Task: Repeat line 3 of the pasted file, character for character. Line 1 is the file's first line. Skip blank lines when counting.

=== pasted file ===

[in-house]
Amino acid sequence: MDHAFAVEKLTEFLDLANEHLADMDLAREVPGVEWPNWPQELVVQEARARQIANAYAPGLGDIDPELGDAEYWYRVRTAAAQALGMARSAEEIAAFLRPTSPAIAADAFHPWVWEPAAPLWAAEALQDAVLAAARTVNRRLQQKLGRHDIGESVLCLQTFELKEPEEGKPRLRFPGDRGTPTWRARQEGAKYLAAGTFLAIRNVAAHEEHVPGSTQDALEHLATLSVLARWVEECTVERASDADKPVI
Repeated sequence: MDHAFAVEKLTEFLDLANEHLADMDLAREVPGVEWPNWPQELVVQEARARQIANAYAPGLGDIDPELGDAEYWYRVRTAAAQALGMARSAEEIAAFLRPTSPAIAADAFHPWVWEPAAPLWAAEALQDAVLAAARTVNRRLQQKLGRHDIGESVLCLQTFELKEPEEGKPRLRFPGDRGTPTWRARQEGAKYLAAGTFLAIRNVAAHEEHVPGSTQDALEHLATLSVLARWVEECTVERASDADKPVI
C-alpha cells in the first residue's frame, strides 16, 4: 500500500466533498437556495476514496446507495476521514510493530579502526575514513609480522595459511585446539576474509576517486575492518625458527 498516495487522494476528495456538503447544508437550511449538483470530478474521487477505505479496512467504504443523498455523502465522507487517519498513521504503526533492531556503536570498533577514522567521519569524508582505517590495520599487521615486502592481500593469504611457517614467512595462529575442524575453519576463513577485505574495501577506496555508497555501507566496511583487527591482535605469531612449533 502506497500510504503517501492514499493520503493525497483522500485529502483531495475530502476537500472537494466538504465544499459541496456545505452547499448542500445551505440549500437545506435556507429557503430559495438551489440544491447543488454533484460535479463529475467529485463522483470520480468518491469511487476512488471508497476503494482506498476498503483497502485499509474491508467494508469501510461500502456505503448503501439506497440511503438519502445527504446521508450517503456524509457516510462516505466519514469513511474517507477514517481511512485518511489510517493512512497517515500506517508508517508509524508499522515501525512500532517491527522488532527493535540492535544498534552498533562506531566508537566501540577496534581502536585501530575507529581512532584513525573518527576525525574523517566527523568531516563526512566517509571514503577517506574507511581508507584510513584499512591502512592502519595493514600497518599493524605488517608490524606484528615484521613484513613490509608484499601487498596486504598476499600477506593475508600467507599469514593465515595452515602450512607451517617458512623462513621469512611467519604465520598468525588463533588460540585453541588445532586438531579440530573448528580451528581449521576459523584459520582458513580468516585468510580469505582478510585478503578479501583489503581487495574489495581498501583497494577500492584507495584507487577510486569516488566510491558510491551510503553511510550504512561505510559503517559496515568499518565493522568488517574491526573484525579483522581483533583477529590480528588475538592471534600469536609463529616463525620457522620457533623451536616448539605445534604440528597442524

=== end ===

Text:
Repeated sequence: MDHAFAVEKLTEFLDLANEHLADMDLAREVPGVEWPNWPQELVVQEARARQIANAYAPGLGDIDPELGDAEYWYRVRTAAAQALGMARSAEEIAAFLRPTSPAIAADAFHPWVWEPAAPLWAAEALQDAVLAAARTVNRRLQQKLGRHDIGESVLCLQTFELKEPEEGKPRLRFPGDRGTPTWRARQEGAKYLAAGTFLAIRNVAAHEEHVPGSTQDALEHLATLSVLARWVEECTVERASDADKPVI